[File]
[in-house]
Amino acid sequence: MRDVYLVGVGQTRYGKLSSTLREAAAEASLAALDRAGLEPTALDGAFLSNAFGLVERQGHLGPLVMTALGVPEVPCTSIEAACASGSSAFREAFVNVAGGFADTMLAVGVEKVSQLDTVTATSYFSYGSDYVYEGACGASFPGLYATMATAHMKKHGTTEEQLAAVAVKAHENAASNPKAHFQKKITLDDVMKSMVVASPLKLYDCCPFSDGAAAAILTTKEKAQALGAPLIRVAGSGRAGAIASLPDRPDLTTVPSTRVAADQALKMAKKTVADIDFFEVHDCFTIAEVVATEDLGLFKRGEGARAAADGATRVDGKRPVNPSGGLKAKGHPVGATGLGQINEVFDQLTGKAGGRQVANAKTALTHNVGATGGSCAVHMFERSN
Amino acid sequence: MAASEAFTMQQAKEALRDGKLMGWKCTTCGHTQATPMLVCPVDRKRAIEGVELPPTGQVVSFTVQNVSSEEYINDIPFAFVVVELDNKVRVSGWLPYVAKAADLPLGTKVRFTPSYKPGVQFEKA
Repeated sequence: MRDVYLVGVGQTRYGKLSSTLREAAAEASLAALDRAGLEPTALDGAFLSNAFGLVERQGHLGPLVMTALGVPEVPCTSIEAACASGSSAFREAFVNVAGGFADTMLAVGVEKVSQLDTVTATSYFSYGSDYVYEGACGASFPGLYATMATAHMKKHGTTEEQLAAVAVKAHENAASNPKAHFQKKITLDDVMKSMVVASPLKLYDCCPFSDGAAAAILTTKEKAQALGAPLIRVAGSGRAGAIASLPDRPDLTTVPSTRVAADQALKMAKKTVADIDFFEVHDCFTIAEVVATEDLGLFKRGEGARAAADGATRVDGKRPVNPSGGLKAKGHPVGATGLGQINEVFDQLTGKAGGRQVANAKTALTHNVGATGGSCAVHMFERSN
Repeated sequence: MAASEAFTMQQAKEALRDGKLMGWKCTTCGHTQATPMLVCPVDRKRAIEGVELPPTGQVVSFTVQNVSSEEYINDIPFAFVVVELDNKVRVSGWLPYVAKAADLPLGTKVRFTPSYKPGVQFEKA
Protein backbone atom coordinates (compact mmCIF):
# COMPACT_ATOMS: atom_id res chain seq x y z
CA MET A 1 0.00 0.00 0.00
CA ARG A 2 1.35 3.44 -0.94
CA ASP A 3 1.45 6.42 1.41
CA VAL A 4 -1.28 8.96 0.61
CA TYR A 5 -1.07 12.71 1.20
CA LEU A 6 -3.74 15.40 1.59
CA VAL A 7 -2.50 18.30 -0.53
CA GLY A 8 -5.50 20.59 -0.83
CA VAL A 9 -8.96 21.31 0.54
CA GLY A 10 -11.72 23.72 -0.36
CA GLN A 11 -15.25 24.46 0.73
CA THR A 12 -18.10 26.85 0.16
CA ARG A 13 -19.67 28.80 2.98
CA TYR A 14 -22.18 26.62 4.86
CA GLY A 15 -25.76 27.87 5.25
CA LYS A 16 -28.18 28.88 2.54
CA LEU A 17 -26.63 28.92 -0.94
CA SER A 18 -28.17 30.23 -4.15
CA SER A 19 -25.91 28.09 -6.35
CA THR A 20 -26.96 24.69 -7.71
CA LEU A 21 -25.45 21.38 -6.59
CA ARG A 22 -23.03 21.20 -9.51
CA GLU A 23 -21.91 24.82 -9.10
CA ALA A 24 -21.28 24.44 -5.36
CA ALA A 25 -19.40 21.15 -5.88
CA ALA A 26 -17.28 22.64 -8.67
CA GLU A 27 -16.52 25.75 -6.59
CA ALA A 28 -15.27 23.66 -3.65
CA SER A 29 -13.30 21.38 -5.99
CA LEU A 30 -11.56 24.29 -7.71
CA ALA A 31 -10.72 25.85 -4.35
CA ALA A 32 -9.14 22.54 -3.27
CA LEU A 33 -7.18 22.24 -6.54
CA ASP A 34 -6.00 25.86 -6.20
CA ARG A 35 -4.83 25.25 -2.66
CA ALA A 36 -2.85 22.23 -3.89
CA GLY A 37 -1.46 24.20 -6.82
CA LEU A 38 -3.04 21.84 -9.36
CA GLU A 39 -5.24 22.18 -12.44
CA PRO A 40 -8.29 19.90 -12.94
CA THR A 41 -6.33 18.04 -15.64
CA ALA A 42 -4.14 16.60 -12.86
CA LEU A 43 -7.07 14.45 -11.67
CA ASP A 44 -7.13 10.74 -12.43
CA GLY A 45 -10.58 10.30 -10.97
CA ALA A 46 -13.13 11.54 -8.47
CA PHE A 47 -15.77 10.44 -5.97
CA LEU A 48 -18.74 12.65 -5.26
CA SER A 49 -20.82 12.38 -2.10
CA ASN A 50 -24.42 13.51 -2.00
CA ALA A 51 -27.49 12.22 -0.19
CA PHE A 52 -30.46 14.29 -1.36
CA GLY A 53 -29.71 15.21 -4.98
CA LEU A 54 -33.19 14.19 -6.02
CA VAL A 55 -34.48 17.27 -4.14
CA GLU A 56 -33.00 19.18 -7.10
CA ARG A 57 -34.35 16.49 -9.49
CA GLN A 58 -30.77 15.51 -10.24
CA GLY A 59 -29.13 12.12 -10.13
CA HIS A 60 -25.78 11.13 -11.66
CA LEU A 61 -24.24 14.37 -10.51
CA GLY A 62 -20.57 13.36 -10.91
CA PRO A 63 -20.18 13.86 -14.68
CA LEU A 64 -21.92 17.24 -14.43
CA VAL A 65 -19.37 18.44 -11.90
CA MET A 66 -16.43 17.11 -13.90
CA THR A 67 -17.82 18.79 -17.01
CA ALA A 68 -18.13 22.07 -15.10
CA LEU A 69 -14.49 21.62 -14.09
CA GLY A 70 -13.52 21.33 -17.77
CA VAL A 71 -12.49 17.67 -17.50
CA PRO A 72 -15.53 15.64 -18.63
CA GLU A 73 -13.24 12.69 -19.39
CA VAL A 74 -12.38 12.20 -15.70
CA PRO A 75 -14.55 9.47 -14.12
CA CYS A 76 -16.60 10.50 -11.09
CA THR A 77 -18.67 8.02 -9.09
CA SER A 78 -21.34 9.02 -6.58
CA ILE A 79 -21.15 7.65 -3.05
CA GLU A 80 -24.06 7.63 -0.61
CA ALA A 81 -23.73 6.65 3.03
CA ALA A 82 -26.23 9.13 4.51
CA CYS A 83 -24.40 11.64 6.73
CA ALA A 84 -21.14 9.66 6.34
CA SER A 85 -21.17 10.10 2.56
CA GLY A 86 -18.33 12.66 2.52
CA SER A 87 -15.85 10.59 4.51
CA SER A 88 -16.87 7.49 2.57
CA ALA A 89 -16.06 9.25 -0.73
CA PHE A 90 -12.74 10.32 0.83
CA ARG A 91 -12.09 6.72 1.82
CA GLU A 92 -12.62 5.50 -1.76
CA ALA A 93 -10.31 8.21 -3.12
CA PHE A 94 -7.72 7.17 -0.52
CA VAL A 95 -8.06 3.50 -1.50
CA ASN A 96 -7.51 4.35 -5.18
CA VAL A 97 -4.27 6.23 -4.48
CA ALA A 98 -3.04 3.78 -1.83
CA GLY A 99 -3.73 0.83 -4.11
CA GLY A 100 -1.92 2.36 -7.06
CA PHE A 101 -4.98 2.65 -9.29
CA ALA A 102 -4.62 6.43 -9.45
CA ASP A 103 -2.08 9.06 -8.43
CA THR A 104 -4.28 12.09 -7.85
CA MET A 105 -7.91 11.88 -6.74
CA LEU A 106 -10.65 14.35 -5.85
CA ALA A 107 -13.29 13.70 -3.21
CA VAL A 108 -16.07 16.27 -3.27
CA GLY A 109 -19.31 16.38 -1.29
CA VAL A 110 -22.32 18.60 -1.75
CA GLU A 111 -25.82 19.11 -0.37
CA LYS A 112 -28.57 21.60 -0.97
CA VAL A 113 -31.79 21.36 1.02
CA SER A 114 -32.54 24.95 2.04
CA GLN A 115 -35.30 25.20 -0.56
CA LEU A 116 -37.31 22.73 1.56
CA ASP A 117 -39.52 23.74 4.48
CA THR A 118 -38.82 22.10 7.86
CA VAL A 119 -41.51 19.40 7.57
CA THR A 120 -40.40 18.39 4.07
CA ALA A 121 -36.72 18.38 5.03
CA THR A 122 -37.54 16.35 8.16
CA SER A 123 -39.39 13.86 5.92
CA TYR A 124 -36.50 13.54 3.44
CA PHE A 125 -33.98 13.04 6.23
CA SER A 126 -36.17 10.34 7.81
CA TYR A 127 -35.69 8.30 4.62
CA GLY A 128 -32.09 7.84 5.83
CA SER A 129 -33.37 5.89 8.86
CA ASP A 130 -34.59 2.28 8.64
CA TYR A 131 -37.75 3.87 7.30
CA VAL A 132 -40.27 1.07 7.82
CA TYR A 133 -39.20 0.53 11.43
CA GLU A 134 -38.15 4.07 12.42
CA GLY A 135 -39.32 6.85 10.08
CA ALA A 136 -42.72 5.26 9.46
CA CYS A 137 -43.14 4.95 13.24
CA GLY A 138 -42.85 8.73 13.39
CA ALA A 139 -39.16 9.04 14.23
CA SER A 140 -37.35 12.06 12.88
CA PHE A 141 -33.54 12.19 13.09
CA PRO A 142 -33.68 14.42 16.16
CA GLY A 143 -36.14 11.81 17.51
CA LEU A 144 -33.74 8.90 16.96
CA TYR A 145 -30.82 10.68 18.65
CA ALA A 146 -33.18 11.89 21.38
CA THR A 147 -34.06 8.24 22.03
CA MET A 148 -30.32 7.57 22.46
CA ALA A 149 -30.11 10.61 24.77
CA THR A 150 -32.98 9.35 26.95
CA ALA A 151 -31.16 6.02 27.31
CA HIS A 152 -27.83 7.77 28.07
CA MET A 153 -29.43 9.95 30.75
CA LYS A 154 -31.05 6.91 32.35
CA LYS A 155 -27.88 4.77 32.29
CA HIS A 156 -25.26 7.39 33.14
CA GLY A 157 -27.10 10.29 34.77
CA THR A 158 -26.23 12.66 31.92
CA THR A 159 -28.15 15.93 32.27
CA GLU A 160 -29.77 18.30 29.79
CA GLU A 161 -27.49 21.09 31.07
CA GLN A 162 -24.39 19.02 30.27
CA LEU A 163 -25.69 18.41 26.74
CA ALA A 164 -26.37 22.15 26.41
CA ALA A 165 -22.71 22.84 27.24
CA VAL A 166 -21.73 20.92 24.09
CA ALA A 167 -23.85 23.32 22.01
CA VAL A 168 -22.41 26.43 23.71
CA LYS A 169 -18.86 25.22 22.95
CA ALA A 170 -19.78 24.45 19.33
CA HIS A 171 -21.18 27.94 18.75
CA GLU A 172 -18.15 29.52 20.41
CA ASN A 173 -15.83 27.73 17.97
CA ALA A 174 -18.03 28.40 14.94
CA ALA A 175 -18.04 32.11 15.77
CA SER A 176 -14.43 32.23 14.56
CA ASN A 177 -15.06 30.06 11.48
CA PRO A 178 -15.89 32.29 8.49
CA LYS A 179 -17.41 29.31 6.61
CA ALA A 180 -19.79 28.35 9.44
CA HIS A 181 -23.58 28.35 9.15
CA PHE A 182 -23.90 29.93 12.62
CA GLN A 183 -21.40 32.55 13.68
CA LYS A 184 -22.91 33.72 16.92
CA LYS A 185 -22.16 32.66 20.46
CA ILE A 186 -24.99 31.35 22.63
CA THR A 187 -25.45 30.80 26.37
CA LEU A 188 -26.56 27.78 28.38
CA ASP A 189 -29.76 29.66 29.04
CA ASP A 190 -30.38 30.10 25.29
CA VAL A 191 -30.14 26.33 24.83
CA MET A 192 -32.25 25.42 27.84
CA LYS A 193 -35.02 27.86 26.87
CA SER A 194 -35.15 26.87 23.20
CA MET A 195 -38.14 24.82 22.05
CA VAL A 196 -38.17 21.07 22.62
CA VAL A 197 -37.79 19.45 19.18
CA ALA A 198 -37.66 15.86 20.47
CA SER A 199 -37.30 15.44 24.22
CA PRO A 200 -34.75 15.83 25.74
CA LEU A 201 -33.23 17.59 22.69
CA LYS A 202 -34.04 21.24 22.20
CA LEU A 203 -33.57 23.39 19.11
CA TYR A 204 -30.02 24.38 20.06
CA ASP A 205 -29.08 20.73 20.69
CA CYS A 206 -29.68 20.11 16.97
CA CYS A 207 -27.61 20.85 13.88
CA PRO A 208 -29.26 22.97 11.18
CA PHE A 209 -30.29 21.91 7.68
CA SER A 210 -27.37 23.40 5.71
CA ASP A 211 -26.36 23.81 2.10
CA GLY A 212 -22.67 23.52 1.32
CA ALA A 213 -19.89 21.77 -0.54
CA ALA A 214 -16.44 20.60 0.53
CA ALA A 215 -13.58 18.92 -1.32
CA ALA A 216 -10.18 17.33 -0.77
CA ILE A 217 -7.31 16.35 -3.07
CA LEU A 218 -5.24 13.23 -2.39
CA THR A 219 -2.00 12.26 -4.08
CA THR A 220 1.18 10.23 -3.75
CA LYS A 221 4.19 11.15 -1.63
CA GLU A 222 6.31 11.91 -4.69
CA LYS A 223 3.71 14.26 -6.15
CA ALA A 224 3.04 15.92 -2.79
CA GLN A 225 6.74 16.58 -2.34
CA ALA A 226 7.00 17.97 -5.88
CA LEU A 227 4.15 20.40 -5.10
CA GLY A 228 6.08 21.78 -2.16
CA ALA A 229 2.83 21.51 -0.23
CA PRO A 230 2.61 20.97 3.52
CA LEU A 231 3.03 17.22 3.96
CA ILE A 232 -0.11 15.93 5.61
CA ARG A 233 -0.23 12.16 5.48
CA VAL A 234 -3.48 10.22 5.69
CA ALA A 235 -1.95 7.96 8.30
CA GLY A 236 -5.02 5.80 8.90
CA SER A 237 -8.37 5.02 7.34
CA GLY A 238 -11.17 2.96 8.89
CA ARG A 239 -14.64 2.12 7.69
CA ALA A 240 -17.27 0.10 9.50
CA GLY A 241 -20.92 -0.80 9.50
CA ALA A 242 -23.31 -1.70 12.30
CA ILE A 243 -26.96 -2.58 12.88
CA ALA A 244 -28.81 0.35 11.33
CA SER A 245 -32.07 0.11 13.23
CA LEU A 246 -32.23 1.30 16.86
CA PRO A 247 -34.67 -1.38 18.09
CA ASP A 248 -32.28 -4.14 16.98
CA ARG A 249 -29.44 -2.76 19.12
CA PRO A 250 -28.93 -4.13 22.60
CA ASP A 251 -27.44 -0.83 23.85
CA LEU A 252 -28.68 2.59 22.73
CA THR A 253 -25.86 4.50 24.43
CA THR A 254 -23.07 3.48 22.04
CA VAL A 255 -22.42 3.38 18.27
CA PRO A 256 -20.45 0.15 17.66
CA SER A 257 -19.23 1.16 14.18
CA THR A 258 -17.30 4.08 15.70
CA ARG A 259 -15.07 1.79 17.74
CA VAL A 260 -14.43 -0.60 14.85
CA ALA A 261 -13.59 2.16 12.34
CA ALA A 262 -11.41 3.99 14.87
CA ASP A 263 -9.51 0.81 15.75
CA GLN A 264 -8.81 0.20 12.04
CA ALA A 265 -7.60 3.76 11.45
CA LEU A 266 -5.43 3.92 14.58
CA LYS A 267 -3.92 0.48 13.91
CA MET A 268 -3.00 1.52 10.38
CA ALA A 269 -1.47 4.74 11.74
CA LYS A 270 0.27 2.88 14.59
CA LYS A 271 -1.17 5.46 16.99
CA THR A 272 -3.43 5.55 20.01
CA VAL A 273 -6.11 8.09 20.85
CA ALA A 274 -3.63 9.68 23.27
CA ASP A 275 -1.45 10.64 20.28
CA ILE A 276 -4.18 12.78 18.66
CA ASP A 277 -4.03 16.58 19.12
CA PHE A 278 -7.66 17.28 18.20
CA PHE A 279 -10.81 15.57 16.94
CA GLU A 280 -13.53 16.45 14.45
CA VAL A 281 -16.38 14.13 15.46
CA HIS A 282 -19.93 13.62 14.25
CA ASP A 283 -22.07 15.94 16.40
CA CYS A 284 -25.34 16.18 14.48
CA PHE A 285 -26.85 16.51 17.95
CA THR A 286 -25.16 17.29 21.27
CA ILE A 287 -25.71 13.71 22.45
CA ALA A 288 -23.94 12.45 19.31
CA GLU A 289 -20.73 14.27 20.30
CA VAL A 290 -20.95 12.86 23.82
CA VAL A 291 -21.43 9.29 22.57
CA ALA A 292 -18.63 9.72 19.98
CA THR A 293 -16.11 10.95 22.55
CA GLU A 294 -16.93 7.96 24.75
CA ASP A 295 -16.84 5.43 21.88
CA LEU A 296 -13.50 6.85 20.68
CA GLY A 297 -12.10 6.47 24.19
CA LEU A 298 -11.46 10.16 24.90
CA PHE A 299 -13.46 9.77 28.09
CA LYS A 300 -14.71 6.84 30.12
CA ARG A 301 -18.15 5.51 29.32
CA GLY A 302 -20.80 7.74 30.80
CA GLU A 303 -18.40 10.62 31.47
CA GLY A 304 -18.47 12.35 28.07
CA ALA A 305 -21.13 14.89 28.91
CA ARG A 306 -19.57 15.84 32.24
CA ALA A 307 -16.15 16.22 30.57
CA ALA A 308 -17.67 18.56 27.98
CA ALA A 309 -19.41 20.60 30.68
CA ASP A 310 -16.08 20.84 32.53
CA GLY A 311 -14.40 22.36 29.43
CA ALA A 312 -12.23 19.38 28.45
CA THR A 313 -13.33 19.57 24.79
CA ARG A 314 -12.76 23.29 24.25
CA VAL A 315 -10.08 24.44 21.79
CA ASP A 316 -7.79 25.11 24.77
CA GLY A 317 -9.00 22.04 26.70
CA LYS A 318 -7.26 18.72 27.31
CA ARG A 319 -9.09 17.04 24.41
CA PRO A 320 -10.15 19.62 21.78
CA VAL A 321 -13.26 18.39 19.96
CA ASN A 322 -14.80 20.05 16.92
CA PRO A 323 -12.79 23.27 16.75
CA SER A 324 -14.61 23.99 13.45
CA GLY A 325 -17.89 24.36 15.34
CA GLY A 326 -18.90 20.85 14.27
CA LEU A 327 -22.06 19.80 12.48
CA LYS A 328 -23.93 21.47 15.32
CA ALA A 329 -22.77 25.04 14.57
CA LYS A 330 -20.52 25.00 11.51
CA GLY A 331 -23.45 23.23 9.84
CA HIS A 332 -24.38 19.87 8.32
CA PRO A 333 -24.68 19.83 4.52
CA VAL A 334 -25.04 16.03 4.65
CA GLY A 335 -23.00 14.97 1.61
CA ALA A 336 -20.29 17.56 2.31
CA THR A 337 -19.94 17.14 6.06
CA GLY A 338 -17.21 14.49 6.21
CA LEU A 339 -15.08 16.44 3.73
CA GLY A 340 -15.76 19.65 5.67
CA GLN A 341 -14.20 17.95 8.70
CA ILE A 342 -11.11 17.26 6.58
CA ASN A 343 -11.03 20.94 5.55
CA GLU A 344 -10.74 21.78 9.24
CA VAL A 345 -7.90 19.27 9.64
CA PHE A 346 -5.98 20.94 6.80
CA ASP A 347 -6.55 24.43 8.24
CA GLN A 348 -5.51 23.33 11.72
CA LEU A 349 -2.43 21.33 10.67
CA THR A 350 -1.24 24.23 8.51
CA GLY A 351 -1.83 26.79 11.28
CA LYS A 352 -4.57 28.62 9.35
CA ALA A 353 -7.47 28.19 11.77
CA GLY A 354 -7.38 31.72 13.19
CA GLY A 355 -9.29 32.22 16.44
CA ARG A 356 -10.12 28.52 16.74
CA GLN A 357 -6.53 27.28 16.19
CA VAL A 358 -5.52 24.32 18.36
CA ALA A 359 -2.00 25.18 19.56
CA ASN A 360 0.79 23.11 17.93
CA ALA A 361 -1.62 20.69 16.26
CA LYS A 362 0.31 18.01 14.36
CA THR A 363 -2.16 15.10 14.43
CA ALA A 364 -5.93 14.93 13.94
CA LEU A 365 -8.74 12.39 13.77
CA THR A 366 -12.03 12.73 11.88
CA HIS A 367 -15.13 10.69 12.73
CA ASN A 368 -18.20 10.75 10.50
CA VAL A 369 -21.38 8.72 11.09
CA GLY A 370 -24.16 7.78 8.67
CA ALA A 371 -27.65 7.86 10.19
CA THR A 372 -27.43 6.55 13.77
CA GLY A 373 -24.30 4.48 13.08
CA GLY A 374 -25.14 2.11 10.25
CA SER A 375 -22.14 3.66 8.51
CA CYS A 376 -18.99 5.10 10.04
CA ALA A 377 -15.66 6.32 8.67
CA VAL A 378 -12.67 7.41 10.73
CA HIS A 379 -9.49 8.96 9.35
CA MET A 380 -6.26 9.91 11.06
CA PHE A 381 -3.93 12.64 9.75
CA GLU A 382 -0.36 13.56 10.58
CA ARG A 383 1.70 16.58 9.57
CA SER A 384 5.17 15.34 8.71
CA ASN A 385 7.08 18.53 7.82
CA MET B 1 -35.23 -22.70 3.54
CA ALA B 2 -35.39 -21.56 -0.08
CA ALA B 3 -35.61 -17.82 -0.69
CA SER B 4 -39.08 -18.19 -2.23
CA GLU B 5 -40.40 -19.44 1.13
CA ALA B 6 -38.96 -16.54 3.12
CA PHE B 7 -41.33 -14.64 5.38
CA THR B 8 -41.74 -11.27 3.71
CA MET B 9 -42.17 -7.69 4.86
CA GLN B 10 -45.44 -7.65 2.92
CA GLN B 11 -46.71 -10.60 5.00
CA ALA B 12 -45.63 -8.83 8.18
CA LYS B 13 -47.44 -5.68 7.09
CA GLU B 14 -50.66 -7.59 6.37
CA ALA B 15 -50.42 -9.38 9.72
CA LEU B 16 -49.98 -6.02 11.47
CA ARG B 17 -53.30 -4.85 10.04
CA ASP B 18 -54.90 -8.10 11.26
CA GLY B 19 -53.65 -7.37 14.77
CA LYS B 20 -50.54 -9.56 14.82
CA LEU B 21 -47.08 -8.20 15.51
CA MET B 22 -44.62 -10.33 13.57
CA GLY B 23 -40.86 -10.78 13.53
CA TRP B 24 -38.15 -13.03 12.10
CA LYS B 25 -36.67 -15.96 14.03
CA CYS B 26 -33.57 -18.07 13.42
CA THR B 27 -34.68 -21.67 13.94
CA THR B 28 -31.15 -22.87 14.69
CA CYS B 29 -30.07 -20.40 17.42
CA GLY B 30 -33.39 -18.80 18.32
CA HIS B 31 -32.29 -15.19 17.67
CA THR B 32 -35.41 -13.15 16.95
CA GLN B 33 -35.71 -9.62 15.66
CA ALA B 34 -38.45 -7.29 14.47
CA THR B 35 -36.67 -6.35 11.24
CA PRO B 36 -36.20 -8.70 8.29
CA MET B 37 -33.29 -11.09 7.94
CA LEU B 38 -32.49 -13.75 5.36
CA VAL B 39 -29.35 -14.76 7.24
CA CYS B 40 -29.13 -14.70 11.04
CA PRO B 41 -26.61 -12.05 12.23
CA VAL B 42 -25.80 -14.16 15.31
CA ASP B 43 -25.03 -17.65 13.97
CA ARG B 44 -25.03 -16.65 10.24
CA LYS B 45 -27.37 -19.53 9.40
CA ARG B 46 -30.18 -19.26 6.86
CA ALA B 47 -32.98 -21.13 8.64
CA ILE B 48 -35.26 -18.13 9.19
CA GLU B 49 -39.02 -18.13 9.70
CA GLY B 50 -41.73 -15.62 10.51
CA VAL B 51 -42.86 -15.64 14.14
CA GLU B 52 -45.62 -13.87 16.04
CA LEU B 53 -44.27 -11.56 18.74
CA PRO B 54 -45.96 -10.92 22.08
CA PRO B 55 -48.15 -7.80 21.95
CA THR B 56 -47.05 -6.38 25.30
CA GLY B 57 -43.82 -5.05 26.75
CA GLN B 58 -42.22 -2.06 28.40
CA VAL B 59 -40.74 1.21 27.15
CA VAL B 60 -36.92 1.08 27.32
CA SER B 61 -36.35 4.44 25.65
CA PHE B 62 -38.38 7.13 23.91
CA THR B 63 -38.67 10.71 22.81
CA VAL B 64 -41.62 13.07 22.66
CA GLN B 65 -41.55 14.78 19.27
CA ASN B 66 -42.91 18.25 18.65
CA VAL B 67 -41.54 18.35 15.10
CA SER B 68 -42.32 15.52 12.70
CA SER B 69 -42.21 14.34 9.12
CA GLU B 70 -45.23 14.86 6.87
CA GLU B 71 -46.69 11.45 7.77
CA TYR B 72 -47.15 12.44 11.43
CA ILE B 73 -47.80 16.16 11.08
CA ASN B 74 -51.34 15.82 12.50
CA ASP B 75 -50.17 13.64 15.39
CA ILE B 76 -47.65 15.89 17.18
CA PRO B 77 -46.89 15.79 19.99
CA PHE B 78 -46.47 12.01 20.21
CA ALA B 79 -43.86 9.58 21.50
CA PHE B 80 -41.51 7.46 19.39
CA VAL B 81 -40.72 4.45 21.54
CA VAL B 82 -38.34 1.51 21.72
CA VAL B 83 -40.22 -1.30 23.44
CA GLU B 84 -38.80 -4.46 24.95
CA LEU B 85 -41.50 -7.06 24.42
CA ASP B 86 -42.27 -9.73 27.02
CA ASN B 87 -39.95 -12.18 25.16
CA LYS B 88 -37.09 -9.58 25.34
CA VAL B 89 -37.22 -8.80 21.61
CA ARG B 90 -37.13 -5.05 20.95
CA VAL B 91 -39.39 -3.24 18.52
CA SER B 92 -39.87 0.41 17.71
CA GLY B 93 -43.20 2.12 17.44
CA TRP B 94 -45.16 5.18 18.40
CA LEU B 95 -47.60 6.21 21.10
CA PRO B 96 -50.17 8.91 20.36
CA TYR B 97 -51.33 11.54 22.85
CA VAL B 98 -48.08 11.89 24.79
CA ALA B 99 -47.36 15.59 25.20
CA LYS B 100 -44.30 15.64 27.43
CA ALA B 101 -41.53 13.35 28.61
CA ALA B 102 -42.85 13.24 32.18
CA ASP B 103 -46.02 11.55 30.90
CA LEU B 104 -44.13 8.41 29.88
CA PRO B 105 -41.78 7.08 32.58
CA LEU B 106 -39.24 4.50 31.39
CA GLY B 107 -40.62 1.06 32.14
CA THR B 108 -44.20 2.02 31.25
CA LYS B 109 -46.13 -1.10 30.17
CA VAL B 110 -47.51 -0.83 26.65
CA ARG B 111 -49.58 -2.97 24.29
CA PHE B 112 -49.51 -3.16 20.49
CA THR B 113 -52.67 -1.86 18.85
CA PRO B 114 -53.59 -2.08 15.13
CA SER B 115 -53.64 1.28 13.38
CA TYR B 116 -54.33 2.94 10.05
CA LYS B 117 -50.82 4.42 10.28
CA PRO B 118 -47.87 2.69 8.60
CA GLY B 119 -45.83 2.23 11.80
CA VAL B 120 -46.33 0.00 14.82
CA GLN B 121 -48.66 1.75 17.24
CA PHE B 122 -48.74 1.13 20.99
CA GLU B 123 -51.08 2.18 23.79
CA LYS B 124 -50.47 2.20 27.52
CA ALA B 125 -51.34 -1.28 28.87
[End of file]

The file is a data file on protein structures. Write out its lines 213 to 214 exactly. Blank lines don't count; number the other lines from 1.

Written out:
CA CYS A 206 -29.68 20.11 16.97
CA CYS A 207 -27.61 20.85 13.88